This is something I’ve discussed previously here, and as I’ve said before, applying real-world standards to a superhero comic is a slippery slope. Once you start doing it, the whole superhero genre will fall apart because superheroes are fantasies that become ridiculous when you try to make them fit in the real world. Daredevil (along with every other costumed superhero) exists in a fictional world that is very different from our real one. When you try to draft him into our reality, you end up twisting him into a shape that no longer fits the idea of a superhero at all.
Understanding what makes a superhero a superhero and how their fictional world functions is going to require a bit of a history lesson.
Villains and Vigilantes
Superheroes are often referred to as vigilantes, but this is a misnomer. The label was likely born out of the superhero’s ancestors in the pulps, where characters like the Spider, the Avenger, the Whisperer, and the Shadow (who actually started out on the radio, but I digress) would mete out bloody justice to evil-doers, going beyond the law and acting as self-appointed judge, jury, and executioner. They were vigilantes; they were technically criminals by law.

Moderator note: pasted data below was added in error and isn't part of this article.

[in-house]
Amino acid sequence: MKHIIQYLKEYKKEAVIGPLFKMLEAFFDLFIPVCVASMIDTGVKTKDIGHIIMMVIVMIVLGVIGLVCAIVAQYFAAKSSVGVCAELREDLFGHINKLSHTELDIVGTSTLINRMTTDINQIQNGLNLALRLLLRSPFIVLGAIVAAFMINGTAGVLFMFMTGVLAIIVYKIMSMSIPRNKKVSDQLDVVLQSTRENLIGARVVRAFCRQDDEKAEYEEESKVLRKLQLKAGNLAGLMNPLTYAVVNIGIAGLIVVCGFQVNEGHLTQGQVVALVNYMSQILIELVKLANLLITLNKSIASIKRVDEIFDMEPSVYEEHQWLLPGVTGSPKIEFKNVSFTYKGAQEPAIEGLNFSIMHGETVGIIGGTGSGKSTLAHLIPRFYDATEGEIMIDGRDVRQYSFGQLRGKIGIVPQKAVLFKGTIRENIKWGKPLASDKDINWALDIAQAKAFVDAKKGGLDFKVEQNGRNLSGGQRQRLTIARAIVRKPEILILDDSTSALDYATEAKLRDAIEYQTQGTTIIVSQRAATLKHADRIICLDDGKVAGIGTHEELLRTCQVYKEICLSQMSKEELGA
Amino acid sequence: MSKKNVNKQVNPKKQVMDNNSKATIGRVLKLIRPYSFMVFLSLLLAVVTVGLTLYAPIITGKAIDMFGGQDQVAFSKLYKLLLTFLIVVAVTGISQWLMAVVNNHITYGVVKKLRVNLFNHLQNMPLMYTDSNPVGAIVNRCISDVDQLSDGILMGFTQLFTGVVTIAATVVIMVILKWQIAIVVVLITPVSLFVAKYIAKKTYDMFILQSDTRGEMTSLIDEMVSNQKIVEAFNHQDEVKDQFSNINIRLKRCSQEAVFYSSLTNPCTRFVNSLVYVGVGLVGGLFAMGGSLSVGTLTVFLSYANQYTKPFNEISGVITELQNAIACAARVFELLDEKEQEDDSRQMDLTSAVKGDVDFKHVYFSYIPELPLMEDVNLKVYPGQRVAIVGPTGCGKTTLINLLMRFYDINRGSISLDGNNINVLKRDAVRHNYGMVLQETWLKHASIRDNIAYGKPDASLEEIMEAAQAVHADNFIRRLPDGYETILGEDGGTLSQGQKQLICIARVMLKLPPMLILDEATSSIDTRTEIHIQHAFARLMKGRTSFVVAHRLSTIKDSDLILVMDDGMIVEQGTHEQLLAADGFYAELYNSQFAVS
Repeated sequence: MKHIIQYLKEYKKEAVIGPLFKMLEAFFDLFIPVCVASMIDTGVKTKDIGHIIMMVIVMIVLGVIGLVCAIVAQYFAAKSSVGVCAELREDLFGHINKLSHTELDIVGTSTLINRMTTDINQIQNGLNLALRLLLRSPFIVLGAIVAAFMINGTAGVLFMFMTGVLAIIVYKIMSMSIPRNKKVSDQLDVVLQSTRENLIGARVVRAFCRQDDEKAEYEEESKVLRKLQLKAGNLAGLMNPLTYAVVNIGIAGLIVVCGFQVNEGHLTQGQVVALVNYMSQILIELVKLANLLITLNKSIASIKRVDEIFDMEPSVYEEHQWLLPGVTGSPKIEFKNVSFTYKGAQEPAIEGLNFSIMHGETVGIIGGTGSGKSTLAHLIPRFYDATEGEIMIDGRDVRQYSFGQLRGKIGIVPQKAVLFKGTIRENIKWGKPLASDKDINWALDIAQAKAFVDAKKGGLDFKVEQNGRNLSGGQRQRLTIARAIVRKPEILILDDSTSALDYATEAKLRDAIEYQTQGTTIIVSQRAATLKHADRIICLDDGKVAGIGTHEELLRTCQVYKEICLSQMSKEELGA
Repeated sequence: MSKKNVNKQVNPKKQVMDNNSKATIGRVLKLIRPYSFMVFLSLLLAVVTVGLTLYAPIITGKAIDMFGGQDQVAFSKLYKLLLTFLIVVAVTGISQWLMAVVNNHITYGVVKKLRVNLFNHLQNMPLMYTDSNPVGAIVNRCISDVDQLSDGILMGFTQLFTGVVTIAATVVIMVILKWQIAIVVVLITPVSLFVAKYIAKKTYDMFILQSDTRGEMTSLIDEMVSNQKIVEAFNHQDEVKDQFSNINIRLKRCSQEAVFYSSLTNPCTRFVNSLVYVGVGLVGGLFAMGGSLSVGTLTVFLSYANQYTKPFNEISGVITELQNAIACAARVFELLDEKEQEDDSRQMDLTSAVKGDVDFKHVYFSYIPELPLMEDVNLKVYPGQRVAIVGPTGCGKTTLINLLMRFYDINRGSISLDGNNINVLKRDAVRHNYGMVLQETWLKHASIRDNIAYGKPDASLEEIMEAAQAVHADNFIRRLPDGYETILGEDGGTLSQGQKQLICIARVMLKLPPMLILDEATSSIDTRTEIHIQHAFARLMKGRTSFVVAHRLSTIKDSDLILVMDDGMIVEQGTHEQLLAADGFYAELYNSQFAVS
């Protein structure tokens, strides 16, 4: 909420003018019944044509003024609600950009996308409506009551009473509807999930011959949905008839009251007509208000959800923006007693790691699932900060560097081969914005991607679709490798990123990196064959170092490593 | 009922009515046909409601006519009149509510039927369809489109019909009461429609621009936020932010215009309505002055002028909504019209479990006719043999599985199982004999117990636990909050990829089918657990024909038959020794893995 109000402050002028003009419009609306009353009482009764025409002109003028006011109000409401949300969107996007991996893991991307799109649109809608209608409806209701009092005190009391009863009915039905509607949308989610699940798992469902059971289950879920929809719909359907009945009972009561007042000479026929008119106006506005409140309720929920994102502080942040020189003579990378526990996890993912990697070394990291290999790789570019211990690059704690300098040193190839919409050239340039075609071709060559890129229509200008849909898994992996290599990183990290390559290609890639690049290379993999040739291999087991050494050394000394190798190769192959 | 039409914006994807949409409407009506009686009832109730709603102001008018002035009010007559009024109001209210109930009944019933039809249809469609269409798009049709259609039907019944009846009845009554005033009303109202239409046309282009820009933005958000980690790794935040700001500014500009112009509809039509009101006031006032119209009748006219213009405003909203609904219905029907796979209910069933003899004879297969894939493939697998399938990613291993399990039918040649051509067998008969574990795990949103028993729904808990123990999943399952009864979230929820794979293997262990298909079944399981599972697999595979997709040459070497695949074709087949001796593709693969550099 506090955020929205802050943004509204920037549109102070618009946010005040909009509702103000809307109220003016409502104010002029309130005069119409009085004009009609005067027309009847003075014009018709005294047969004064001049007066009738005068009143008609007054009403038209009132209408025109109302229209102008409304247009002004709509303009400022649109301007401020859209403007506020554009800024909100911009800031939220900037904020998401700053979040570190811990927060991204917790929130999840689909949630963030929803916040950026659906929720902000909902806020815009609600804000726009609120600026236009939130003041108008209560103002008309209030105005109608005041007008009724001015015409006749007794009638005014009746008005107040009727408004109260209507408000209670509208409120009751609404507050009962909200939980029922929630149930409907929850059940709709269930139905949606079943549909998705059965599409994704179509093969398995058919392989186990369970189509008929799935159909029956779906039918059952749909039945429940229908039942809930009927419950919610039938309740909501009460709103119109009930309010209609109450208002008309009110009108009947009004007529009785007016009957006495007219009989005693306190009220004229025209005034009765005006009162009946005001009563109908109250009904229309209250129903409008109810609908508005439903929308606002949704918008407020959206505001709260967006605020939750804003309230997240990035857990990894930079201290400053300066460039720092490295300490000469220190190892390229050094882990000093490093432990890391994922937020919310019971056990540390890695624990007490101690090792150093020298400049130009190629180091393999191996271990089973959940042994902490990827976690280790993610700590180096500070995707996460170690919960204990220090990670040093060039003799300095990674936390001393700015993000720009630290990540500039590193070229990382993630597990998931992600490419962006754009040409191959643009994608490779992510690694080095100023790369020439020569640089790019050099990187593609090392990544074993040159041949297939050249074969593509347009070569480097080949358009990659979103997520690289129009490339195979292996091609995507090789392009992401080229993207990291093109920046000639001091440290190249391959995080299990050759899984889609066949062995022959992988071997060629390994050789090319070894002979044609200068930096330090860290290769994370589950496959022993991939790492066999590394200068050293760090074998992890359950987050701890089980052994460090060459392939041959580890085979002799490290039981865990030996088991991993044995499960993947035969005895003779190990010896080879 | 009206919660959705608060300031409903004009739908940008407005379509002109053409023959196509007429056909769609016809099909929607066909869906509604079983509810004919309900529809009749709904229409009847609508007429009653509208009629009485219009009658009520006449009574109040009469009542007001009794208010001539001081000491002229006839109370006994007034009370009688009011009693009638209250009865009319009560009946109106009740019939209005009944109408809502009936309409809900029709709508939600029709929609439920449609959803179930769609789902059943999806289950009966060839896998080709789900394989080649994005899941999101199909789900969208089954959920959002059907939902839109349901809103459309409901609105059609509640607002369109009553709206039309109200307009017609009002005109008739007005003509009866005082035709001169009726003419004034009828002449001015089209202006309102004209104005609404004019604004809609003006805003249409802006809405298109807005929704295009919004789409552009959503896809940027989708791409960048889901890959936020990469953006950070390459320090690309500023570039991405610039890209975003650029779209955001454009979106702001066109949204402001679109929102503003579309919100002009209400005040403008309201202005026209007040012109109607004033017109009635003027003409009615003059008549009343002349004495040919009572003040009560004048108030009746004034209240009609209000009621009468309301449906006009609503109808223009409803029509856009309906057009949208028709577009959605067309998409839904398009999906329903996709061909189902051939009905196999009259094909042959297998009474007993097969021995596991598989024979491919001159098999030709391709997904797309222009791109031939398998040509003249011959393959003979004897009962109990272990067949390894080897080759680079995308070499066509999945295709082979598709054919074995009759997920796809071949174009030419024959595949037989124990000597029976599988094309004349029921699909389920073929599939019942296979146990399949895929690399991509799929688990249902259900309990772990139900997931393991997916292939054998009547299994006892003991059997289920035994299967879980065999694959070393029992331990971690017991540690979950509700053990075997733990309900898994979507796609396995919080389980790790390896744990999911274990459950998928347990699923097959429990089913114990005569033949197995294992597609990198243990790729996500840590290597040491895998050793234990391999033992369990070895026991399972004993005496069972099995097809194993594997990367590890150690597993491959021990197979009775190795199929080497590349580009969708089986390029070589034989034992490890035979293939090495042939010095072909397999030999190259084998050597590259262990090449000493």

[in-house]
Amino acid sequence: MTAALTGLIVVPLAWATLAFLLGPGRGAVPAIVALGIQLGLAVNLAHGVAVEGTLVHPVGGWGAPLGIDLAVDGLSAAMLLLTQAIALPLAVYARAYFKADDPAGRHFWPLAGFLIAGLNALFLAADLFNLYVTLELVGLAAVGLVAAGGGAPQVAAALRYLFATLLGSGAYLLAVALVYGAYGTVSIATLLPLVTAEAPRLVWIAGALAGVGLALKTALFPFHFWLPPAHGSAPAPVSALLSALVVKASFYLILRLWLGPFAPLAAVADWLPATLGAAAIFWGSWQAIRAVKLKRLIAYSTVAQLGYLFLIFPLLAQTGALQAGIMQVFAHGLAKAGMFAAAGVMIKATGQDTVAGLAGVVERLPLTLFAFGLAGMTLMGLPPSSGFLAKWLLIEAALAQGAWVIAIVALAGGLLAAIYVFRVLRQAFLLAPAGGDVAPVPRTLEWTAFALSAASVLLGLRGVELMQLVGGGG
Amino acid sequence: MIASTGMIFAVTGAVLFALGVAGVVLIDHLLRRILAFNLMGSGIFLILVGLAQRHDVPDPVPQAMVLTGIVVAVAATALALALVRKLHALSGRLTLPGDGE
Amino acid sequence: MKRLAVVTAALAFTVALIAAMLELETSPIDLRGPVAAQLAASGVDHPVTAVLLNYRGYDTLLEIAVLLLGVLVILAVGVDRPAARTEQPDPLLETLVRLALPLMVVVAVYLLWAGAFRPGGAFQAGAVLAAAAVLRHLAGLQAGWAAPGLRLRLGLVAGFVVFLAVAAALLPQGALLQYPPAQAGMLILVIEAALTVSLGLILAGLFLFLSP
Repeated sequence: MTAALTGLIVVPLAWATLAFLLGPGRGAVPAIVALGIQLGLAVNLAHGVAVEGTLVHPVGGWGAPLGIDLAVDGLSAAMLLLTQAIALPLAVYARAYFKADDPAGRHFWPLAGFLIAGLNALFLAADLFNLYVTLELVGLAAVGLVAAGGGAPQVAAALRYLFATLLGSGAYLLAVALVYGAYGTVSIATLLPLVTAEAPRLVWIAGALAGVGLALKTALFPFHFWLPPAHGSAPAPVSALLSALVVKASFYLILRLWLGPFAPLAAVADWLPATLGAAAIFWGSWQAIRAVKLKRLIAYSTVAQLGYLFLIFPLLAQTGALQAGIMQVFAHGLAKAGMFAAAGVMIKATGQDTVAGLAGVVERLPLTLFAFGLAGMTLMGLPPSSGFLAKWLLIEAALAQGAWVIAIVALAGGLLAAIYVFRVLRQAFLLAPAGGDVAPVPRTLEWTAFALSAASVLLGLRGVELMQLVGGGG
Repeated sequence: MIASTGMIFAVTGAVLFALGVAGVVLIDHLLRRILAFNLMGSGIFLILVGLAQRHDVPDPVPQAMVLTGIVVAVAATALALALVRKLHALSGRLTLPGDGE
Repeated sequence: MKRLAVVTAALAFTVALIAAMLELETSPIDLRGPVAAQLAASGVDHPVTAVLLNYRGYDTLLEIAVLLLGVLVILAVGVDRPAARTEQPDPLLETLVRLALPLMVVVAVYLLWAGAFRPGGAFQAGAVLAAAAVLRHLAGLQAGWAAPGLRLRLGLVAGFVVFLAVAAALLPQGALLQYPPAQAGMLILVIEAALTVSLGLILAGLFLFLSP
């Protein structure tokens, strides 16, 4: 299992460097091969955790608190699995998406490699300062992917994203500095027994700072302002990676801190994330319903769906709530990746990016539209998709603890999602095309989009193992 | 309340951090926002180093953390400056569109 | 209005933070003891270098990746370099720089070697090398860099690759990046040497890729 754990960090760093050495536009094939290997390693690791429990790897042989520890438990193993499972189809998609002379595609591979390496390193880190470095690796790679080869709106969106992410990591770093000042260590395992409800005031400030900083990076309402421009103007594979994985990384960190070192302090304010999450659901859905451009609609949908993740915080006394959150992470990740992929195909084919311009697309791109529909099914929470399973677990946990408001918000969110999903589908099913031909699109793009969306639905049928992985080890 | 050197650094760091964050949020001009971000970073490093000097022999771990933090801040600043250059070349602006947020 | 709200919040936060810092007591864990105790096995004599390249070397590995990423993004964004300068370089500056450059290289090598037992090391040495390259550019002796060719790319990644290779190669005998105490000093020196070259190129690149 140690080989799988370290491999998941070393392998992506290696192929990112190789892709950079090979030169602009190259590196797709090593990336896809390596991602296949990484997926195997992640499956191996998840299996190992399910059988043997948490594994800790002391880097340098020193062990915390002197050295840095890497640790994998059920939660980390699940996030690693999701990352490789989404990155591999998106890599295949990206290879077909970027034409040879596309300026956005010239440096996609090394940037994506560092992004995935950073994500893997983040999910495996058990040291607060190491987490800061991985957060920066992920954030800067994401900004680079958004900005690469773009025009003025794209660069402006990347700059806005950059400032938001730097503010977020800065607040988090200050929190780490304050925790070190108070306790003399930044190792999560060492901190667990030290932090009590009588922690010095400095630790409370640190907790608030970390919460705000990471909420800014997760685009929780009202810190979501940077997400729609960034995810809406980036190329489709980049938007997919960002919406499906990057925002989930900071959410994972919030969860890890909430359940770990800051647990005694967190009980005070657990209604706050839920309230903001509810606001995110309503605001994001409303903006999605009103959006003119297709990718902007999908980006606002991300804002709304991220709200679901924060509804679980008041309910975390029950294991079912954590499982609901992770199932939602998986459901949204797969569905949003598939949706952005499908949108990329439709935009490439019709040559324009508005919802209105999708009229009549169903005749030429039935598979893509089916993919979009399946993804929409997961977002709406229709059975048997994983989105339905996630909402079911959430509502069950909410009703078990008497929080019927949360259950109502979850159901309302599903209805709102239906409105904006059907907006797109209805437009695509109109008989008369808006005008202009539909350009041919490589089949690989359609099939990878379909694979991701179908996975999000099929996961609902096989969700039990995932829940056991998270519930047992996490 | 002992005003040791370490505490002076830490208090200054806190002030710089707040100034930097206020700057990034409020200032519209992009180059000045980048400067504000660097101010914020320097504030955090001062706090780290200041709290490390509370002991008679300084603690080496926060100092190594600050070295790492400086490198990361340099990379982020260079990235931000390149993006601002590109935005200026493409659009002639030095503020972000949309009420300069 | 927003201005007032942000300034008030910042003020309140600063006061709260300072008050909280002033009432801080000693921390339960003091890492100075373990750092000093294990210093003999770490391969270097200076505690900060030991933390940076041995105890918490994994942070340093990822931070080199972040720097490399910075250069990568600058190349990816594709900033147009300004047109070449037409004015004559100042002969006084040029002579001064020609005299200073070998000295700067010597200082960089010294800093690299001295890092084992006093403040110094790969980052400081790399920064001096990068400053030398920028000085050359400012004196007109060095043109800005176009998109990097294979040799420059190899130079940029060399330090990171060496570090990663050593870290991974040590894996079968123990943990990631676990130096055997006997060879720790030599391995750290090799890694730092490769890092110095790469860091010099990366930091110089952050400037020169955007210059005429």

Now when superheroes first got started, they took their cue from the pulp heroes and behaved like vigilantes—but only for a very short time, when the genre was just getting started, before quickly evolving into what we know as superheroes today. As most comic aficionados are already aware, there was even a time (again, VERY early on) when Batman carried and used a gun. Specifically in Detective Comics # 32, 33, 35, and Batman #1, all published between 1939 and 1940 (the first year of Batman’s comic-book life).
But by 1941, just two years into an existence that has now extended into its tenth decade, it was declared that Batman never carries a gun, nor does he kill, and the character was openly working with law enforcement. (For more on Batman’s evolution and relationship with guns, check out the “Silver Age Comics” blogspot here.)
Now Superman never needed a gun, so he didn’t shoot people, but there were times he didn’t exactly respect the sanctity of life—a quality that would later define the character as we know him today. His first encounter with the Ultra-Humanite would be a good example of how much his characterization took its cue from the pulp heroes early on.
The point of all this is that superheroes were still in a figurative larval stage and not fully formed when they first started appearing in the comics. After just a year or two, they shook off most of the worst antisocial aspects of their pulp forbears and became the paragons of virtue they’d be known as for the vast majority of their existence.